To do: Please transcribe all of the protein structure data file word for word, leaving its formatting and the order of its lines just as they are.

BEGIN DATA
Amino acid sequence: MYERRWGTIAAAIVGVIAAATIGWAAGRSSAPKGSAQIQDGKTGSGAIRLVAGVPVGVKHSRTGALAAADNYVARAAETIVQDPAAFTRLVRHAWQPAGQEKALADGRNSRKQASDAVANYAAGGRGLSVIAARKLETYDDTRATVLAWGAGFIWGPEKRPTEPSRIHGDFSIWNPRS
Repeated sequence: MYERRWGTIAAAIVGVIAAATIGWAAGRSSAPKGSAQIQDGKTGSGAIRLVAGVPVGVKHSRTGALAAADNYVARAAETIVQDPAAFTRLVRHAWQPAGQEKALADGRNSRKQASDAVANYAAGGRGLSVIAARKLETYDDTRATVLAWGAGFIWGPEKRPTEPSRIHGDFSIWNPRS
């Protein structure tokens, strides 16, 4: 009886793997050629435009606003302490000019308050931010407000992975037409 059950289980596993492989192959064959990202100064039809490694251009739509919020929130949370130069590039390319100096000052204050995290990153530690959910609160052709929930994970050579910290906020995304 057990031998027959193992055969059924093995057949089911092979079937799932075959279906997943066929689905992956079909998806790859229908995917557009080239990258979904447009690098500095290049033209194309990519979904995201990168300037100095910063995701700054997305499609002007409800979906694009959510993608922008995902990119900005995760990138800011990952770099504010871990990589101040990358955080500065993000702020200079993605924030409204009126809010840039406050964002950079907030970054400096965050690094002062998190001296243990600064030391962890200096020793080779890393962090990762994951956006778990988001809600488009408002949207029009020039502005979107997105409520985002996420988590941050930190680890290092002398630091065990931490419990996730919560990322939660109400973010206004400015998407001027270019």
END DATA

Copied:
Amino acid sequence: MYERRWGTIAAAIVGVIAAATIGWAAGRSSAPKGSAQIQDGKTGSGAIRLVAGVPVGVKHSRTGALAAADNYVARAAETIVQDPAAFTRLVRHAWQPAGQEKALADGRNSRKQASDAVANYAAGGRGLSVIAARKLETYDDTRATVLAWGAGFIWGPEKRPTEPSRIHGDFSIWNPRS
Repeated sequence: MYERRWGTIAAAIVGVIAAATIGWAAGRSSAPKGSAQIQDGKTGSGAIRLVAGVPVGVKHSRTGALAAADNYVARAAETIVQDPAAFTRLVRHAWQPAGQEKALADGRNSRKQASDAVANYAAGGRGLSVIAARKLETYDDTRATVLAWGAGFIWGPEKRPTEPSRIHGDFSIWNPRS
């Protein structure tokens, strides 16, 4: 009886793997050629435009606003302490000019308050931010407000992975037409 059950289980596993492989192959064959990202100064039809490694251009739509919020929130949370130069590039390319100096000052204050995290990153530690959910609160052709929930994970050579910290906020995304 057990031998027959193992055969059924093995057949089911092979079937799932075959279906997943066929689905992956079909998806790859229908995917557009080239990258979904447009690098500095290049033209194309990519979904995201990168300037100095910063995701700054997305499609002007409800979906694009959510993608922008995902990119900005995760990138800011990952770099504010871990990589101040990358955080500065993000702020200079993605924030409204009126809010840039406050964002950079907030970054400096965050690094002062998190001296243990600064030391962890200096020793080779890393962090990762994951956006778990988001809600488009408002949207029009020039502005979107997105409520985002996420988590941050930190680890290092002398630091065990931490419990996730919560990322939660109400973010206004400015998407001027270019």